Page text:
In a city of more than nine million people, London’s transport links have been renewed and redeveloped ad nauseam over the last 150 years, with tunnels, train tracks, and roads connecting and reconnecting different areas of the capital.
Speak to any native Londoner, and they will give you chapter and verse the best route for any destination.
London taxi drivers are famous for developing what is famously known as ‘the knowledge’ – an intimate acquaintance with every single road, lane, thoroughfare, and dead-end street throughout the capital, and the almost superhuman ability to connect points A and B in the shortest possible way.
To reduce pollution, and help combat climate change, the city has implemented an Ultra-Low Emission Zone (ULEZ), recently extended beyond its original central London boundary to cover 3.8 million people. The aim of ULEZ is to discourage diesel and petrol car use within the zone with the aim of reducing air pollution and improving the health of the city’s inhabitants.
The original scheme was introduced in 2017, and results show that the city has saved around 12,300 tonnes of CO2 emissions. So, unless you have a fully electric car, driving within the ULEZ zone could add a considerable chunk to your transport costs.
Instead, London has ample other modes of transport which are easier, cheaper, and will often get you closer to your destination than a car would.
On 10 January 1863, the London Tube was born with the opening of the underground Metropolitan Railway, which ran between Paddington and Farringdon Street. Over the next 50 or so years, a recognisable network of train lines started appearing, which were to become the blueprint for similar underground networks the world over. The Circle Line opened in 1884, followed by the Central Line in 1900. Piccadilly and Bakerloo were soon added.
These days there are annually in excess of one billion passenger journeys every year on the London Underground (except during the coronavirus outbreak in 2020/21, when this dipped to just 296 million.)
The London bus network is comprised of over 9000 buses, performing 2.09 billion passenger journeys across over 700 different routes.
Getting in the saddle is probably the cheapest, quickest, and, these days, safest way of navigating the city. Since the ULEZ scheme was implemented, congestion and traffic levels in the city have reduced drastically, and the city has invested significantly in cycle lanes to improve cyclist safety.
If you don’t have access to your own bike, there are several app-based schemes, such as Santander Cycles, where you can hire a bicycle for 24-hour periods for just £2, giving you up to 30 minutes of cycling time within that period. If you are using a bicycle to get to and from work, then you can apply for a discount through your employer. Students can also get a discount. All NHS workers get free access.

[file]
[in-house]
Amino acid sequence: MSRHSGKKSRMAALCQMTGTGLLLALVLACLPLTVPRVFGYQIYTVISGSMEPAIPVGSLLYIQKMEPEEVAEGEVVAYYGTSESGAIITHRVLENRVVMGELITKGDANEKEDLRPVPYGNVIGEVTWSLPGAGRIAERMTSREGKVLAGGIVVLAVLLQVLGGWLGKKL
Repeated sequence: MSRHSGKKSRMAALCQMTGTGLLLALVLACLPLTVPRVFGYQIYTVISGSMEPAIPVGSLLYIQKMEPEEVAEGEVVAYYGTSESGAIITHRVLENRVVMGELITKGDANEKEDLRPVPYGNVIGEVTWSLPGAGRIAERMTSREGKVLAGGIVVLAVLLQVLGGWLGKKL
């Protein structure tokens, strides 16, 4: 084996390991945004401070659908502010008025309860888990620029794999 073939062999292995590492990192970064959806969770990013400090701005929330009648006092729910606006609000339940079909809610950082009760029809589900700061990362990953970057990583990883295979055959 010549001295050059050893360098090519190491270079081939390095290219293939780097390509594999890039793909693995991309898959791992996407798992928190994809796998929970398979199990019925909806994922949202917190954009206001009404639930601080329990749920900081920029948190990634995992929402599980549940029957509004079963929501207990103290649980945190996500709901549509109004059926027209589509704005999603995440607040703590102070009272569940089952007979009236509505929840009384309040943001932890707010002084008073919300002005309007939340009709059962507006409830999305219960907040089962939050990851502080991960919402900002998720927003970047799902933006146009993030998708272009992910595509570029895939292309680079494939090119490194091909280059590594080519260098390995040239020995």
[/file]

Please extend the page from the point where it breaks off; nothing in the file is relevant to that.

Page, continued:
The iconic black London cab can trace its origins back to the 17th century when parliament mandated horse-drawn carriages also known as hackney carriages. The original horse-drawn hackney was expected to be tall enough to accommodate a person wearing a bowler hat. Although this is not such an overwhelming need in 21st-century London, the custom has been passed down over the years, which is why the black cab has a larger interior than standard taxis.
Despite a plethora of minicab and Uber-style systems springing up all across London, the black cab still remains popular, with over 25,000 operating daily across the city.
The black hackney cab is the only taxi you can hail from the side of the street. If you spot one with its orange light on, then that cab is available. Stand at the side of the road, and raise your arm. Once in the cab, your journey will be metered, with a current minimum starting fare of £3.20. (Minicabs need to be booked in advance and charge a pre-agreed fare based on your journey).
In this day and age, working out how to get to your destination is as simple as putting it into Google maps and pressing ‘find’. It will then give you all forms of transport from your current location to your destination, as well as the time it will take.
Once you’re en route, your journey will be able to follow your journey on your screen – a far cry from following the torn soggy pages of yesteryear’s A to Z of London’s streets.
So, if you have booked onto our Jack the Ripper tour, know that you need to get yourself to Aldgate East Underground Station by 7.30 pm at the very latest. Exit three of Aldgate East tube station is signposted as the Whitechapel Gallery within the station. This exit will lead you to the Whitechapel High Street – turn right outside the exit and stand outside Whitechapel Art Gallery where our guides will be waiting for you.
If you haven’t booked the tour yet, you can book it online here.